AI helps institutions strengthen cybersecurity posture, U. Wisconsin CISO says

AI and ML are being used by adversaries to improve their attacks, but institutions can leverage the same tools to keep their networks safe.
(Taylor Vick / Unsplash)

Using technology like artificial intelligence and machine learning is essential to being able to protect organizations against malicious actors, who are becoming better and faster at outsmarting their targets, cybersecurity experts said during an online event Thursday.

“The criminals that are out there, they’re also using AI and ML to advance their ability to create malware,” Bob Turner, chief information security officer at the University of Wisconsin, Madison, said during Fortinet’s Security Transformation Summit. But by implementing AI and ML tools, institutions can situate themselves to better respond to incoming attacks, and gain key insights into where the next targets may be, he said.

Malicious cyber activity is a threat to all sectors, but education in particular has seen an increase in the number of incidents involving threats like ransomware. According to Verizon’s 2020 Data Breach Investigations Report, U.S. educational institutions endured 819 cyberattacks last year, 665 of which involved ransomware.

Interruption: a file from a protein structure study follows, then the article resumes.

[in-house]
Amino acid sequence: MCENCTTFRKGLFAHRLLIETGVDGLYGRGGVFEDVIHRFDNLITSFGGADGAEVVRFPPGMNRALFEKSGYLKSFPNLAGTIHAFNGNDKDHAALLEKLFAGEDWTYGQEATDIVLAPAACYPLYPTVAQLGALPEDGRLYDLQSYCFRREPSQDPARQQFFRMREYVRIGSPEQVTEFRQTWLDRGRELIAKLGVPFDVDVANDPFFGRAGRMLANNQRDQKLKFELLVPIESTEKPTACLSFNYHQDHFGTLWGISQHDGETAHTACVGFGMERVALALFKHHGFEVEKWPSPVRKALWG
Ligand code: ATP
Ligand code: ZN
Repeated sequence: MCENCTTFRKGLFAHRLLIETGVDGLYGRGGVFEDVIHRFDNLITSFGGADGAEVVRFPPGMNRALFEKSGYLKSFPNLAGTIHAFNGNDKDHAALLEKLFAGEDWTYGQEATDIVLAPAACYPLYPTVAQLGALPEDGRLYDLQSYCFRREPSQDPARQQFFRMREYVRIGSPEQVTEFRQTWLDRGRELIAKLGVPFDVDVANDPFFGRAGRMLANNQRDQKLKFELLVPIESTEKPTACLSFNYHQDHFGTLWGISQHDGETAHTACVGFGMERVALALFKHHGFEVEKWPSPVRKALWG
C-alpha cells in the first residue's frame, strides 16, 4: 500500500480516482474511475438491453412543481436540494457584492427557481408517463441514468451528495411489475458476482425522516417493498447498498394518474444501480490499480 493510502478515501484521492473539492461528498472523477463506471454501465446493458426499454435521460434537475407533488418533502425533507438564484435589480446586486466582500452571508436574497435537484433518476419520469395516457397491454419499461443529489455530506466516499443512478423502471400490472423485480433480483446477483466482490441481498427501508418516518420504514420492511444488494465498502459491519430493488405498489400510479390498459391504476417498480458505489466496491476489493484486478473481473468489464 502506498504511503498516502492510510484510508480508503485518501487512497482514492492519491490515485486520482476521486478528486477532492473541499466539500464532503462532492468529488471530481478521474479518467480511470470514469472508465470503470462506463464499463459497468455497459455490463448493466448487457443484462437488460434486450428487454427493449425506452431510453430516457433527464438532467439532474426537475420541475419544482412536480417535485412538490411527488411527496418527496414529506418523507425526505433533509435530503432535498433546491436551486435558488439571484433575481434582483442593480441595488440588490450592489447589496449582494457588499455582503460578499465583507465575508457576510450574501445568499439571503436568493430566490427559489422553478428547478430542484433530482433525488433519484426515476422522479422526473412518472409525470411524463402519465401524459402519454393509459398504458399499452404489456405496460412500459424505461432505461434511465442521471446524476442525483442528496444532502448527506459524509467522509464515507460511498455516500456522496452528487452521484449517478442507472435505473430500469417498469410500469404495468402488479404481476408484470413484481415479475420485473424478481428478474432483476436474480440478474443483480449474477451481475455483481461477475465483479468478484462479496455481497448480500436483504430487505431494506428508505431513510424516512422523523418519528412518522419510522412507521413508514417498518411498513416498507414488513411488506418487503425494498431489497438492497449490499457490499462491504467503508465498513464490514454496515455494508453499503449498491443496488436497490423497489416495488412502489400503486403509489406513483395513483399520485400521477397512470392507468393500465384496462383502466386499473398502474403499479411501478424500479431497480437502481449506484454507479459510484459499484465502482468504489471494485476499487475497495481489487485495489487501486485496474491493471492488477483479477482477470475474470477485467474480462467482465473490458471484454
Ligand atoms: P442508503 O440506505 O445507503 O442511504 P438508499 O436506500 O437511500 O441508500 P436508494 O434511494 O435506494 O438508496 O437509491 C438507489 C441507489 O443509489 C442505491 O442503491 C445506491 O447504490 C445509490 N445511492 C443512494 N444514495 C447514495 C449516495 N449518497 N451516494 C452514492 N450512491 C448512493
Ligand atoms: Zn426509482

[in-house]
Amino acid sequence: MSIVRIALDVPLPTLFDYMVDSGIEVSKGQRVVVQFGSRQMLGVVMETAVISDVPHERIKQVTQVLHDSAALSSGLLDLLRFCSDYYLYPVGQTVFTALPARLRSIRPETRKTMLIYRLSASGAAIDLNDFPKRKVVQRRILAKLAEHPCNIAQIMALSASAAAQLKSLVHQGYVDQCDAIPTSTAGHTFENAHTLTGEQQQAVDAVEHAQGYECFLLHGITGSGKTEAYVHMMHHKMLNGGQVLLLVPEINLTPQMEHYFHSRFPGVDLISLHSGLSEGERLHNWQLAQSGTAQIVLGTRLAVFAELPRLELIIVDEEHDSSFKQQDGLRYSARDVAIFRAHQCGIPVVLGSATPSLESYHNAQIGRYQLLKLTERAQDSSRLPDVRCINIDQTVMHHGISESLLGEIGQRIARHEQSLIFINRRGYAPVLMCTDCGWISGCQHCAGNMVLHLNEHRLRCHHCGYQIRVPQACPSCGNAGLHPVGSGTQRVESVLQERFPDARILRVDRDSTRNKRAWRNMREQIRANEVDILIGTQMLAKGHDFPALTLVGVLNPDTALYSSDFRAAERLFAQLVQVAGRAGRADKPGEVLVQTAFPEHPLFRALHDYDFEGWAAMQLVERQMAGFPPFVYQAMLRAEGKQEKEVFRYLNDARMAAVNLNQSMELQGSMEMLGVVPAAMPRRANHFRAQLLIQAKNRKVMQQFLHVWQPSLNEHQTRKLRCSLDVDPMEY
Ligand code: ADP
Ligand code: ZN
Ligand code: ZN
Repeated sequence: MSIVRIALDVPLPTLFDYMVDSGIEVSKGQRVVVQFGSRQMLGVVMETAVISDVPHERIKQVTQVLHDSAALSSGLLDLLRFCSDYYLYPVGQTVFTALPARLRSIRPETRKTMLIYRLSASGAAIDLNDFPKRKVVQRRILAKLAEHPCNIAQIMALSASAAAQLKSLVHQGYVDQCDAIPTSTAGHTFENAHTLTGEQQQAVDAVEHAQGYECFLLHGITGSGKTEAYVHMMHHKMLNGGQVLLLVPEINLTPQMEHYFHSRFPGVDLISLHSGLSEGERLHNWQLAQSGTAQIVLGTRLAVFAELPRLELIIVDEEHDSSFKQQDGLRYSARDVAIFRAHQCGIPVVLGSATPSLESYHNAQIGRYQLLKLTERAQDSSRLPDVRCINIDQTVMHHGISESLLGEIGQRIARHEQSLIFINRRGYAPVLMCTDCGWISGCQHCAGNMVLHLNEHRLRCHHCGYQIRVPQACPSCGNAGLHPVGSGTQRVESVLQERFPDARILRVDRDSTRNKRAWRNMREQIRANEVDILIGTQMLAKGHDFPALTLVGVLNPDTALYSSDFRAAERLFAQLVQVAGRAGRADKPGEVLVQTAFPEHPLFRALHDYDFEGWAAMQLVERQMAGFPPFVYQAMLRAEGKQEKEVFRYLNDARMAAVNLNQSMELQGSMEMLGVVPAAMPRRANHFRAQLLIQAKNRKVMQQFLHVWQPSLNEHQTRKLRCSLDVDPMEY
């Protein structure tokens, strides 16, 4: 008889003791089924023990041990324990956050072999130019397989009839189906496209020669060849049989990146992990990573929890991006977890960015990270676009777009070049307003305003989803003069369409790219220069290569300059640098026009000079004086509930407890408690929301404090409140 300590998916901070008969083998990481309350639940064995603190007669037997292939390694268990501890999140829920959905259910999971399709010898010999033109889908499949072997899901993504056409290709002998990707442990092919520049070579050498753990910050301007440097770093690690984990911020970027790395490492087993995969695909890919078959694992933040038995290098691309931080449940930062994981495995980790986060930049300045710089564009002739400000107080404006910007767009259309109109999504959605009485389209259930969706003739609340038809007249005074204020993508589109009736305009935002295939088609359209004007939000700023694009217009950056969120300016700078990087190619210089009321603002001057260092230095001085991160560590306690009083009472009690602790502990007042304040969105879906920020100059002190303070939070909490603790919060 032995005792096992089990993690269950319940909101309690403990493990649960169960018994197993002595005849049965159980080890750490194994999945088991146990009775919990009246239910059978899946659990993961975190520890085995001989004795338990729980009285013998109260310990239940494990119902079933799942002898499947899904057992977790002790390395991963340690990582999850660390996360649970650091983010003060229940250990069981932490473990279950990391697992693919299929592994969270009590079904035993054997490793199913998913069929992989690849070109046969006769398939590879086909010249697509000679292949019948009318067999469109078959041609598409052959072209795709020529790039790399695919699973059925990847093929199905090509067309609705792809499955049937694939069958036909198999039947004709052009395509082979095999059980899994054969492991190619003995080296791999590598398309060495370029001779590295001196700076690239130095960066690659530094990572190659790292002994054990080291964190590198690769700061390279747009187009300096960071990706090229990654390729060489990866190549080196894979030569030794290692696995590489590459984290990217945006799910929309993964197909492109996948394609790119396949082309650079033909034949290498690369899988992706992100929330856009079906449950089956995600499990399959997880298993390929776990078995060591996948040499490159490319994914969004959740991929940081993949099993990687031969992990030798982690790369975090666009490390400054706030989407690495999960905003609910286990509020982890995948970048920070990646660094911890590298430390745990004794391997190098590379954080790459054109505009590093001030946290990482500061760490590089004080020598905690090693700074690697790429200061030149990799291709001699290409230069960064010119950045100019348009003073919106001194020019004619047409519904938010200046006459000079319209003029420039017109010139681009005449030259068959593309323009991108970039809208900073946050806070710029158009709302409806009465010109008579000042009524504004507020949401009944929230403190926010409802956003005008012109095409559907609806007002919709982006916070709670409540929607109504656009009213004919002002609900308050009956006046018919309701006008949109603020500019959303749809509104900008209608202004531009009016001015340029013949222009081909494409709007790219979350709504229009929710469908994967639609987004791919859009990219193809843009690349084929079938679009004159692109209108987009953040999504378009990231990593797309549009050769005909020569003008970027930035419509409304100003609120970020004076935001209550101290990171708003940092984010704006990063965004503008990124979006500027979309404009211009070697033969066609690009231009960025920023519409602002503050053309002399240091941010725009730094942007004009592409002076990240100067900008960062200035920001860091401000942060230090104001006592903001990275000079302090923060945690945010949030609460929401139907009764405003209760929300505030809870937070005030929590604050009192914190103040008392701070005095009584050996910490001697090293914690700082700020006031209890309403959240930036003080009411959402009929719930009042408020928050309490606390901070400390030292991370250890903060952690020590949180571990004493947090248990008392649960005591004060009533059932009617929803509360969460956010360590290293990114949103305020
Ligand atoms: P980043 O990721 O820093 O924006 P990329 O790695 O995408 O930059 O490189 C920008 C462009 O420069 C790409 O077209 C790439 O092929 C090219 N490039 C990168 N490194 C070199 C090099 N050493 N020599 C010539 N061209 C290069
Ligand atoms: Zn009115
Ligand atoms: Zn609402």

At Wisconsin, Turner said he and his team track roughly 70,000 events on the school’s network per second in order to prevent and respond to cyberattacks. He said that’s where AI and ML tools come in, to help IT security staff monitor what’s happening on their network and analyze the data coming in.


“You just need a lot of compute power to understand that,” Turner said. “And those are great opportunities for employees to use AI and ML in our environment, making sure that the hundreds of thousands of things that go on on our network are captured on a regular basis and also that we’ve understand them.”

That insight can in turn be used to drive decision making for changing and updating network protections to decrease the amount of malicious activity that makes its way into the network, he said.

Betsy Foresman

Written by Betsy Foresman

Betsy Foresman was an education reporter for EdScoop from 2018 through early 2021, where she wrote about the virtues and challenges of innovative technology solutions used in higher education and K-12 spaces. Foresman also covered local government IT for StateScoop, on occasion. Foresman graduated from Texas Christian University in 2018 — go Frogs! — with a BA in journalism and psychology. During her senior year, she worked as an intern at the Center for Strategic and International Studies in Washington, D.C., and moved back to the capital after completing her degree because, like Shrek, she feels most at home in the swamp. Foresman previously worked at Scoop News Group as an editorial fellow.

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